Southern Illinois University Edwardsville celebrates Diversity Day each October. Across the campus students, faculty and community members engage in various activities focused on the beauty of our differences and the power of our commonalities.
My friend Sasi is someone you probably remember. I visited his class last fall and then took a cooking class from him out at beautiful La Vista Ecological Learning Center. Ever since that day with his class, I’ve always wished that I could have been one of his college students. Though I am well past college age, I’d have given anything to be in one of his innovative anthropology classes. He’s one of those rare teachers who doesn’t force feed you information but offers you the opportunity to learn for yourself. You can certainly pass exams with enough information, but to truly contribute, to be a change in the world, you need the wisdom of someone who can help you figure stuff out on your own. That’s my friend, Sasi.
The perfect example is this “tea and cookie” event he decided to hold on Diversity Day 2019. All you had to do was show up and drink tea and eat cookies—as much as you wanted, no admission required. Sounds like a bargain, right? Well sometimes people get more than they bargain for, ya know?
In the University’s beautiful Center for Spirituality and Sustainability, Sasi set up a long table with 20 or so plates of different cookies. He had multiple pots of tea steeping. The room filled up. Well, duh. Unlimited cookies, tea, no cost, no exam. But, of course, the ticket was the opportunity learn.
As students were cheerfully munching away, talking, laughing, pouring each other tea, Sasi asked for their attention: “Who here hates Russia?” Silence. Everyone looked up, unsure where he was headed. “Well you may have just eaten a Russian cookie,” he said with a smile. “Who doesn’t like Saudia Arabia? There are cookies from Saudia Arabia on the table, so maybe you ate one and liked it” he said. “So why are we here eating cookies today?”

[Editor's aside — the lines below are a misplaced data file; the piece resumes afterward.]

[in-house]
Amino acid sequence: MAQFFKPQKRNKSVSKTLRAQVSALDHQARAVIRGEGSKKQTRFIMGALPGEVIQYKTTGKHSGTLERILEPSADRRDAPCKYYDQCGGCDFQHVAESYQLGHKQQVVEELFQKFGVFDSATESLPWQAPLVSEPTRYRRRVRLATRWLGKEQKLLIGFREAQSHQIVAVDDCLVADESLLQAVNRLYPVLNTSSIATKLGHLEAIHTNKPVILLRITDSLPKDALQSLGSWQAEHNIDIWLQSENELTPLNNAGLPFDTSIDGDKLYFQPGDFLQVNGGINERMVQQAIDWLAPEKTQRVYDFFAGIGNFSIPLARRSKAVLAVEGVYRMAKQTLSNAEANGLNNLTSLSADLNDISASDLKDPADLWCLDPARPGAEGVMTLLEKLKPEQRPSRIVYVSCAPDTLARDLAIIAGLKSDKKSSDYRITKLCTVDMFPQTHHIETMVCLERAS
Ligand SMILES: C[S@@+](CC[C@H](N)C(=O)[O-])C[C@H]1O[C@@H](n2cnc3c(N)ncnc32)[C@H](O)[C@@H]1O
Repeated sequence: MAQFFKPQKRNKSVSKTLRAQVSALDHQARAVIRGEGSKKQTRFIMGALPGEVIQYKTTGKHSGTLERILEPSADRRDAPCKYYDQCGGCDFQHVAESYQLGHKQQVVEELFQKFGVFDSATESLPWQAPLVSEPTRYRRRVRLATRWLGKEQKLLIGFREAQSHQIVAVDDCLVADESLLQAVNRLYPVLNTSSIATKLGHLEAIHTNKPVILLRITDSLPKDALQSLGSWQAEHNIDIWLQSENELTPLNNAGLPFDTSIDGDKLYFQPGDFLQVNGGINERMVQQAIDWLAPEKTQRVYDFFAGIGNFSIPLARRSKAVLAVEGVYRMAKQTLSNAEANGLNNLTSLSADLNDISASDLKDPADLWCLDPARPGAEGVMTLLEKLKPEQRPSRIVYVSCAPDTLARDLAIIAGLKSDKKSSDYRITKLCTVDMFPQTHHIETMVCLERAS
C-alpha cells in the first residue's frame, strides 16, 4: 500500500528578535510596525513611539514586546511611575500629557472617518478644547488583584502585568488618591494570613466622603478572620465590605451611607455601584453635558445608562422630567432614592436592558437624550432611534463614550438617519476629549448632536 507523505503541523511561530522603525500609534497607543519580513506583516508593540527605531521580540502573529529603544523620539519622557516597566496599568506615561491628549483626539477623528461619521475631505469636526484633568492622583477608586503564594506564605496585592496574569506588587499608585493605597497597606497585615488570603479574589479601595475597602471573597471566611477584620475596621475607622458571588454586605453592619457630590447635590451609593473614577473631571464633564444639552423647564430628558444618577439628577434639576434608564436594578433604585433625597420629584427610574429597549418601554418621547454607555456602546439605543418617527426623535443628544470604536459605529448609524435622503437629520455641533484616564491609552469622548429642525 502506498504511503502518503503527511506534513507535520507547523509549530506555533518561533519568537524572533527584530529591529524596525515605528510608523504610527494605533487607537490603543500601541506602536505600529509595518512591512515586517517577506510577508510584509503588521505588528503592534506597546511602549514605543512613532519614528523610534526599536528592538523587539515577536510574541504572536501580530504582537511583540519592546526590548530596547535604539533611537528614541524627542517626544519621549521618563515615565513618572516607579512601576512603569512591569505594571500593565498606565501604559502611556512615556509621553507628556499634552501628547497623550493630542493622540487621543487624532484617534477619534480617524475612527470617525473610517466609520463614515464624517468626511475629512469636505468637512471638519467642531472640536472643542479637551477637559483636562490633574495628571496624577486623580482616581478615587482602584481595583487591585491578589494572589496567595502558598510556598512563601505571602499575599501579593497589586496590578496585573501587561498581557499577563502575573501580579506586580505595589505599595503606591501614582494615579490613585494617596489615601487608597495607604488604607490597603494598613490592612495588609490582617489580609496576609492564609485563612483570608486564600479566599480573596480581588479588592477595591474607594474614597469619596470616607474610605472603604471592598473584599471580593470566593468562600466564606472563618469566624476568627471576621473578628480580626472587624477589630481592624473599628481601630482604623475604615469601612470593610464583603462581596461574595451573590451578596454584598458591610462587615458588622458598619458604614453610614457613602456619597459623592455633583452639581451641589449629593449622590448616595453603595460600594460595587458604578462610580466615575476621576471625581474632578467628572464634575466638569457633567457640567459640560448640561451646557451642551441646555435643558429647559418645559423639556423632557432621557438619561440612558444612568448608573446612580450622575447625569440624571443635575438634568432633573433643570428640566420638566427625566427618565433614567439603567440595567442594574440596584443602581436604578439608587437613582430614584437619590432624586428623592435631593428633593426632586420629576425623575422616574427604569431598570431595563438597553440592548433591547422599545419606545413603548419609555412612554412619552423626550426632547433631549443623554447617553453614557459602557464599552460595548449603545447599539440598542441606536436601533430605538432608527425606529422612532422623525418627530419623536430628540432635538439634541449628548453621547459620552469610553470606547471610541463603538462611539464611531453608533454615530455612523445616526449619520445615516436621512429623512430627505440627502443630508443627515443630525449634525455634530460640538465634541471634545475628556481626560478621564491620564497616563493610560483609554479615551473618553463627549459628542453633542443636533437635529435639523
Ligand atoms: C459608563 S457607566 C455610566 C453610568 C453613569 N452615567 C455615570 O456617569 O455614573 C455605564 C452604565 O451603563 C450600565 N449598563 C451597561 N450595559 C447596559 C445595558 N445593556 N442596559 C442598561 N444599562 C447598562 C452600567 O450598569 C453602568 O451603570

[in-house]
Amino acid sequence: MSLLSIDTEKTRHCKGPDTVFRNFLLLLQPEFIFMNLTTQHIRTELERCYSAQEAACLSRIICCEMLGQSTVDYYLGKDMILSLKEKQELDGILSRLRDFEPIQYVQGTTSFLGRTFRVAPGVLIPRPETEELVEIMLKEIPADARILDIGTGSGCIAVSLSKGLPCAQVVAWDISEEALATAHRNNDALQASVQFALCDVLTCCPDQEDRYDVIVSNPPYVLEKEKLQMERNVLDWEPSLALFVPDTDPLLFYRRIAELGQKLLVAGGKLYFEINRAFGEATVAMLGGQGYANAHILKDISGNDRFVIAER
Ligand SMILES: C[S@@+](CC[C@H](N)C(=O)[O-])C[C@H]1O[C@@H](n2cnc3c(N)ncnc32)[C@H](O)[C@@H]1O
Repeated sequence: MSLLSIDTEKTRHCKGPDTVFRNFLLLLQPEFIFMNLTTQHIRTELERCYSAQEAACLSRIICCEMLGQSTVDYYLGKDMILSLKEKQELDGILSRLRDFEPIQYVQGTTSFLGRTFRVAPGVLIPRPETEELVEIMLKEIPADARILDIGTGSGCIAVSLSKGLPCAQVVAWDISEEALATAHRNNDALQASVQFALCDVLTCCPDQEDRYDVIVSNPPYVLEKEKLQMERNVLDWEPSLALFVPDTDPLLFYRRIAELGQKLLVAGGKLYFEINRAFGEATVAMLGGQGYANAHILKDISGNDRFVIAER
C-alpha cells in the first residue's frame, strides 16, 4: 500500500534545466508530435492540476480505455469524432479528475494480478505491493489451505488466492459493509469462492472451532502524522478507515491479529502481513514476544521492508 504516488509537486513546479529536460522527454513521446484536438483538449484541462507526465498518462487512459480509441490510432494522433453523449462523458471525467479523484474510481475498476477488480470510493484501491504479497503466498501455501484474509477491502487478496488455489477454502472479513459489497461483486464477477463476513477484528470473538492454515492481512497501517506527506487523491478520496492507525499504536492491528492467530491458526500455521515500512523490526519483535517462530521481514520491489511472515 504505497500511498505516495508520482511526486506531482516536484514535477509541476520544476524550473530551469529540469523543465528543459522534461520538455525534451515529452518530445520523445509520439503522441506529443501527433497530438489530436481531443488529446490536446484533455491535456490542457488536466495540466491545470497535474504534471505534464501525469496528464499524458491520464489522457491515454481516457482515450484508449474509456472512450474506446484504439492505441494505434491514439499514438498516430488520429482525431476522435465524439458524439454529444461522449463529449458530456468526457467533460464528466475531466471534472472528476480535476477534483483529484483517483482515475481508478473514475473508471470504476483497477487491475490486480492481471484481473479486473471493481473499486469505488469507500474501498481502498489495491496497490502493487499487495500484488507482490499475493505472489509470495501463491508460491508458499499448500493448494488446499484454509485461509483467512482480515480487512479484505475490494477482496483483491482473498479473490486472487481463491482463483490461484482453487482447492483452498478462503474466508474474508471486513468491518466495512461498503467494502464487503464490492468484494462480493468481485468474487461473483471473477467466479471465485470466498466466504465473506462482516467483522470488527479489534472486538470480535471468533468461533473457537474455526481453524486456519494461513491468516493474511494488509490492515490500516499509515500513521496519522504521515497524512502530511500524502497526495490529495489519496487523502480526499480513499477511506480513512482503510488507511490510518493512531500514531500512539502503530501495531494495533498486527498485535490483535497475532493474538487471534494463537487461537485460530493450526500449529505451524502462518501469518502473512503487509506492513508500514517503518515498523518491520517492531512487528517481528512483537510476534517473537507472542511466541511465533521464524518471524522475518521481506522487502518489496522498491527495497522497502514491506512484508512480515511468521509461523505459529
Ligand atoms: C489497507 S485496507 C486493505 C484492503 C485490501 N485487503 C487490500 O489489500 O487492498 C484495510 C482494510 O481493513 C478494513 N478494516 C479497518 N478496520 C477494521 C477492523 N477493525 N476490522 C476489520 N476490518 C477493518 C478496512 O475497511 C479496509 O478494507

The students were catching on a bit, smiling, murmuring to one another, nibbling on another cookie, some looking across the table of sweets with new eyes. Sasi asked who wanted to share thoughts about diversity, and one young man explained that he was tired of all the hate, he just wanted to get along.
And I thought about that. The student’s request seemed so simple, so why was it so hard? Partly I think this young man had youth on his side—less baggage, less space in his heart that might harden with experience and pressure from outside, less of a perception of threat from the “other”. I wondered if that would inevitably change. I hoped not. “This student is a freshman,” Sasi explained to me later, “and I’m not sure he truly understands yet what he is saying. I think younger students have a hard time articulating their thoughts on complicated issues.”
Sasi explained that “diversity remains one of the core concepts in anthropology. Teaching diversity in a highly polarized world can be a real challenge,” he offered. “After the 2016 presidential election, I was trying to minimize political polarization in my classes, and I realized that PowerPoints and lecture notes will not do that much. So, I decided to use topics that are the least political and non-controversial among my students. Food is one. Everyone loves food.”